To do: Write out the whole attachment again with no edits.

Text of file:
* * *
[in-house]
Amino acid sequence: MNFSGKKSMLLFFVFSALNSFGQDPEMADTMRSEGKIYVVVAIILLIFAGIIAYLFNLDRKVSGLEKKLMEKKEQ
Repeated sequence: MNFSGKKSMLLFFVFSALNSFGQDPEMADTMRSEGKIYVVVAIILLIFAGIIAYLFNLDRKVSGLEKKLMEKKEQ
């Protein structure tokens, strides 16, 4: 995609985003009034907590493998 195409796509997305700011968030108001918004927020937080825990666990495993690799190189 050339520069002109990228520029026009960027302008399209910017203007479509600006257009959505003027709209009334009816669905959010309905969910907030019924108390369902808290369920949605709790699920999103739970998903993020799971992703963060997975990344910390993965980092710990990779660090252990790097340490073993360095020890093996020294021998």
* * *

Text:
[in-house]
Amino acid sequence: MNFSGKKSMLLFFVFSALNSFGQDPEMADTMRSEGKIYVVVAIILLIFAGIIAYLFNLDRKVSGLEKKLMEKKEQ
Repeated sequence: MNFSGKKSMLLFFVFSALNSFGQDPEMADTMRSEGKIYVVVAIILLIFAGIIAYLFNLDRKVSGLEKKLMEKKEQ
């Protein structure tokens, strides 16, 4: 995609985003009034907590493998 195409796509997305700011968030108001918004927020937080825990666990495993690799190189 050339520069002109990228520029026009960027302008399209910017203007479509600006257009959505003027709209009334009816669905959010309905969910907030019924108390369902808290369920949605709790699920999103739970998903993020799971992703963060997975990344910390993965980092710990990779660090252990790097340490073993360095020890093996020294021998």